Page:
LIVE REVIEW: GoGo Penguin, Daudi Matsiko @ Sage Gateshead (18.02.16) | NARC. | Reliably Informed | Music and Creative Arts News for Newcastle and the North East

Narc. Magazine Online

Reliably informed

Image: GoGo Penguin by Arlen Connelly

GoGo Penguin are incredible. More on that later. The evening began with the audience being drawn into the chilled and reflective vibe of Daudi Matsiko who, while eminently ‘huggable’ (his words) and humourous, sang beautifully constructed songs aided by an interesting extension to his guitar that seemed to allow for echo effects and loops I had personally never seen before.  Sad songs sung happily, schadenfreudic folk.  Magic, the perfect start.

Made up of Rob Tuner on drums, Chris Illingworth on piano and Nick Blacka on double bass GoGo Penguin are a classic jazz trio in terms of line-up, in terms of sound they have captured the essence of the jazz trio and brought it into the contemporary without losing any of its purity. They manage to satisfy the palate of the most ardent jazz fan (me), but also open minded techno or dubstep fans (not me). Whatever your musical leanings, the seamless coherence between band members on stage was infallibly trancelike with barely a nod between them eliciting dramatic transitions between loud and soft.  Playing tracks from their previous albums Fanfares and Mercury Prize winning v2.0, and from their latest album Man Made Object, their first on the Blue Note label, they brought power and tranquillity to a packed out Hall Two.

Some bands try to be cool, some succeed, GoGo Penguin just ‘be’ cool

It amazes me how attention can be held with only three instruments (or two or one for that matter) especially without vocals, but excitement was maintained throughout partly using dynamics, but mainly with astonishing musicianship and wonderfully crafted pieces.  They didn’t even need to make much use of GoGo gadgets, with echo effects and loops kept to the absolute minimum, only really taking a major role in their last number Protest.  It is unusual for the double bass to be the lead instrument, but in the Penguin’s case Nick Blacka was certainly the main man.  His finger speed had the ladies swooning and everybody with mouths agape; the force is strong with this one, however each member proved their mettle.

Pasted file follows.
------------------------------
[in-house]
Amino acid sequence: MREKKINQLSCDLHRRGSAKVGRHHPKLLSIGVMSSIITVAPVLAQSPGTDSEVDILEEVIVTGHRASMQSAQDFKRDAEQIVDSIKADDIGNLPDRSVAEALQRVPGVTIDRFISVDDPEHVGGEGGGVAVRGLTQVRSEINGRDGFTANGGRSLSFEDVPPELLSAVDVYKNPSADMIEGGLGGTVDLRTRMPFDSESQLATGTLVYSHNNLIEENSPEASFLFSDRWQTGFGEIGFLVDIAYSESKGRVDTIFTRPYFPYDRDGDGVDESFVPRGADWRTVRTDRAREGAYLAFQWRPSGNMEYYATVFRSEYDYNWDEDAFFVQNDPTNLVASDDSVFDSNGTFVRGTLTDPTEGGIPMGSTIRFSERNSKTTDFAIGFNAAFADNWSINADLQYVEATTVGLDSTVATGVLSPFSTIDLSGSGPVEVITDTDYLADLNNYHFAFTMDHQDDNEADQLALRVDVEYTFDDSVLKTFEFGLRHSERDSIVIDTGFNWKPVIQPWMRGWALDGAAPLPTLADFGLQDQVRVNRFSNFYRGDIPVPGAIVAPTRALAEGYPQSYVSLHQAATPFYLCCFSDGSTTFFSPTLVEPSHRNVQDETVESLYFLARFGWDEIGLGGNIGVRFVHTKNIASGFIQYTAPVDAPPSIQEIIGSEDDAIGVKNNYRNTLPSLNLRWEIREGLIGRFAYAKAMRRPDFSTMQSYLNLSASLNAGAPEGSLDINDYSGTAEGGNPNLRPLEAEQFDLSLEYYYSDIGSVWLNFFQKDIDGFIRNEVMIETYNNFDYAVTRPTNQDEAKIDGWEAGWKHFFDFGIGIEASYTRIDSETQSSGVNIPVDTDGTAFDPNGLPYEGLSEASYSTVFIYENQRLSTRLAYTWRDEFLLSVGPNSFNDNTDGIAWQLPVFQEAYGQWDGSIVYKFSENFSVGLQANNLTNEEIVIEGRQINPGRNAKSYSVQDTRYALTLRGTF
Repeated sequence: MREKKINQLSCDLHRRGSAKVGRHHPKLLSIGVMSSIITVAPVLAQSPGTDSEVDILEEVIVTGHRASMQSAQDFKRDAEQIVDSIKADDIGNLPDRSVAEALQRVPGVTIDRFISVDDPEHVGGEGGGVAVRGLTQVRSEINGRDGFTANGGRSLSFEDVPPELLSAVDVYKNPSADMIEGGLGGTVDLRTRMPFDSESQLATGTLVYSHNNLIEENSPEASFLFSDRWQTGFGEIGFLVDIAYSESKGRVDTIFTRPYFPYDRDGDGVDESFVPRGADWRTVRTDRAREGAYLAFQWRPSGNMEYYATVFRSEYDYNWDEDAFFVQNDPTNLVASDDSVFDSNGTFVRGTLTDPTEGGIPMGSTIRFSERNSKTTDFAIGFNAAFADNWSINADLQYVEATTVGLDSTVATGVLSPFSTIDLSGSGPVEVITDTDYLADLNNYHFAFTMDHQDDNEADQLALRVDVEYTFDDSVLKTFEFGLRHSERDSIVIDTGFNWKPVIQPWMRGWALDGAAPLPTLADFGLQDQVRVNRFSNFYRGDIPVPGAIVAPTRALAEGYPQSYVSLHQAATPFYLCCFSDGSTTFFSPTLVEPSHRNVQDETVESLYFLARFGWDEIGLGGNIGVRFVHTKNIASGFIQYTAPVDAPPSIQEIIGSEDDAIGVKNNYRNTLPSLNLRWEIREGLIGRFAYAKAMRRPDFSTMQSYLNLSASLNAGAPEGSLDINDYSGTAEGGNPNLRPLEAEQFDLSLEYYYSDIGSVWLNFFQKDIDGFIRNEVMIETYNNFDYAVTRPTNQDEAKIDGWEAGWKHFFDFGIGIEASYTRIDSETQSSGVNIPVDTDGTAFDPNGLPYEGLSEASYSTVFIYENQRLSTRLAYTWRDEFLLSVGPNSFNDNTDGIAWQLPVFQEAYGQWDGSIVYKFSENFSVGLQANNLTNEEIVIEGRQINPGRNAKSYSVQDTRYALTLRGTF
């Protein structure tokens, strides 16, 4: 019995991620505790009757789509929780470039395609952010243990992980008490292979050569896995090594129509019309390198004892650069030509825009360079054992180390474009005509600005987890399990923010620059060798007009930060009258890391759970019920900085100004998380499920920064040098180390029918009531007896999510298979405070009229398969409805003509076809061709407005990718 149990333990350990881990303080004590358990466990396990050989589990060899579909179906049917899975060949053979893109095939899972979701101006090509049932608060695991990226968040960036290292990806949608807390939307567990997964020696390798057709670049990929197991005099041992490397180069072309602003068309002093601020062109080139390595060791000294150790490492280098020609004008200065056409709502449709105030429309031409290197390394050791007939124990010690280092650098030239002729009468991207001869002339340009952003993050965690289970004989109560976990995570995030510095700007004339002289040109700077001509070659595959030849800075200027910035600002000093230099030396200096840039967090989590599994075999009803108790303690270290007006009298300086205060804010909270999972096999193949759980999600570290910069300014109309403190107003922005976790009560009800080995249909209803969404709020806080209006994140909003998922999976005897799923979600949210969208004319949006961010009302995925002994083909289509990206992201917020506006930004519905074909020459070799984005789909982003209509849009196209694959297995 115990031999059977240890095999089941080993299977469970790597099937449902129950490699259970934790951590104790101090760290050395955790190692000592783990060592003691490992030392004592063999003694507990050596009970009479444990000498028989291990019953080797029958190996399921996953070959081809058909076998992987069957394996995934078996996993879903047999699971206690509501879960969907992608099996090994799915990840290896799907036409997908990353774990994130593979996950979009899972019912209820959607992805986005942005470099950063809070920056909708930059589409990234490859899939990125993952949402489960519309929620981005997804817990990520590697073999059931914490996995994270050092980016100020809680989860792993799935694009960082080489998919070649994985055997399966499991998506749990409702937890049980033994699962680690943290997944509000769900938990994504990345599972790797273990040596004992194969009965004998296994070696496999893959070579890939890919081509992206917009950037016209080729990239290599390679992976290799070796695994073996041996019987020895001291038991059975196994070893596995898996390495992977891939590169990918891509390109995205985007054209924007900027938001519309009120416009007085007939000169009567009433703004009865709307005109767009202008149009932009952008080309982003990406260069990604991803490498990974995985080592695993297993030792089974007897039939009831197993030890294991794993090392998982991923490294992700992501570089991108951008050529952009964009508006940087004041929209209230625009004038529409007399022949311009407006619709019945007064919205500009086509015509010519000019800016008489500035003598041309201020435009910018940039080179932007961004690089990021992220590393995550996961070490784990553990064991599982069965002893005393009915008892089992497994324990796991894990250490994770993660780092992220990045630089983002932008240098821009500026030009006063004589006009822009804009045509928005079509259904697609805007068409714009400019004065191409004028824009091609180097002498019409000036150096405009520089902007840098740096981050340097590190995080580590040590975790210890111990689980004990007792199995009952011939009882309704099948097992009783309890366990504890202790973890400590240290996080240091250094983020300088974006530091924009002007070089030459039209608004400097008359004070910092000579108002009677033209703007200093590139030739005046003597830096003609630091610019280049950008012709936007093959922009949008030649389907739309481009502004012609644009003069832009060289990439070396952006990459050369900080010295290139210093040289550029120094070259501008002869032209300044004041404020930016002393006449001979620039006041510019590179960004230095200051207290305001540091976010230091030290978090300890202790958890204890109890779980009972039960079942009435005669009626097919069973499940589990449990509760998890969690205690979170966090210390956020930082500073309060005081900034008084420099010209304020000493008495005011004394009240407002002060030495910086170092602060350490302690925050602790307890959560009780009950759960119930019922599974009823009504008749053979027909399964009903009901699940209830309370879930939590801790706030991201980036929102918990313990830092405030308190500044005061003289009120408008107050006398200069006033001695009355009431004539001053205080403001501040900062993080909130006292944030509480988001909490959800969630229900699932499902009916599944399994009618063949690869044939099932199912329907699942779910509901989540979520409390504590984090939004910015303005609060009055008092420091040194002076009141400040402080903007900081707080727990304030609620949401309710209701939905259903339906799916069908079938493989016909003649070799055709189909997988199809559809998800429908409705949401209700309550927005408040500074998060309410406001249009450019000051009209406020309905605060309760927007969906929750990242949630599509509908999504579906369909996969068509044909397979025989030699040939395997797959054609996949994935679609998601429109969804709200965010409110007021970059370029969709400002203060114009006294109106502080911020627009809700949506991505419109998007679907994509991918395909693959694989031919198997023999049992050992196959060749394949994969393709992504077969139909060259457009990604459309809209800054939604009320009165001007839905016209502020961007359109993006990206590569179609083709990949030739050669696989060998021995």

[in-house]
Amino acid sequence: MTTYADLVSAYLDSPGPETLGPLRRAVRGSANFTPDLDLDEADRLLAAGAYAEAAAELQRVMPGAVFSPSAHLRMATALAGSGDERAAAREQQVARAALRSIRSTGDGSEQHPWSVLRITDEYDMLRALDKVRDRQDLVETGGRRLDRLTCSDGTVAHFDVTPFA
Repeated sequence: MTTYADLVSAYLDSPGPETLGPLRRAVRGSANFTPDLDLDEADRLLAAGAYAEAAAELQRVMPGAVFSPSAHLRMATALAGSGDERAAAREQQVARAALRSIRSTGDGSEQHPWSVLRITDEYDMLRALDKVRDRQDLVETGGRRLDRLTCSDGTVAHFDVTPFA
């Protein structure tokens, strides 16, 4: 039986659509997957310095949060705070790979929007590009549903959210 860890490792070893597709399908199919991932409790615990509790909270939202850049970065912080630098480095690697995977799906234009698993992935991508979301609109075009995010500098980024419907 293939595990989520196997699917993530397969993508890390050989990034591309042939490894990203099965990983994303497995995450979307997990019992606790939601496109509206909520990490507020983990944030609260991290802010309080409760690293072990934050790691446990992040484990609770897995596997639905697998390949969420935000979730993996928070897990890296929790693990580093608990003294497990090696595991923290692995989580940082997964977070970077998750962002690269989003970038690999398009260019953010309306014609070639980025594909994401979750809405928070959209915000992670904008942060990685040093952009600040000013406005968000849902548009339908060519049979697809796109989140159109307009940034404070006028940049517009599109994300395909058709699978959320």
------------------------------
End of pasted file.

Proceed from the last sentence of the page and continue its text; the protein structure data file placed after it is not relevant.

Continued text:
It is difficult to find anything to criticize about their show, it really was completely enjoyable, but as a reviewer it is my duty to nit-pick.  So if I had one doubt, it would be whether or not there had been any improvisation.  The fact I am not sure either suggests that there was, and it was so expertly executed that I wasn’t aware, in which case, hats off, or that there wasn’t any, in which case, no problem, but it adds a layer of personality if the audience feel the band are introducing that element of risk to the gig.  At least, it’s what a jazz audience might expect, but such is their appeal the audience was entirely eclectic, including the woman behind me who decided to noisily open a packet of biscuits during a tender section of Daudi’s set.

The heartily requested encore was indicative of the smashing success this visit to Tyneside was, and I really hope to see GoGo Penguin ComeCome back as soon as possible as I can only see them going from strength to strength.

Like this story? Share it!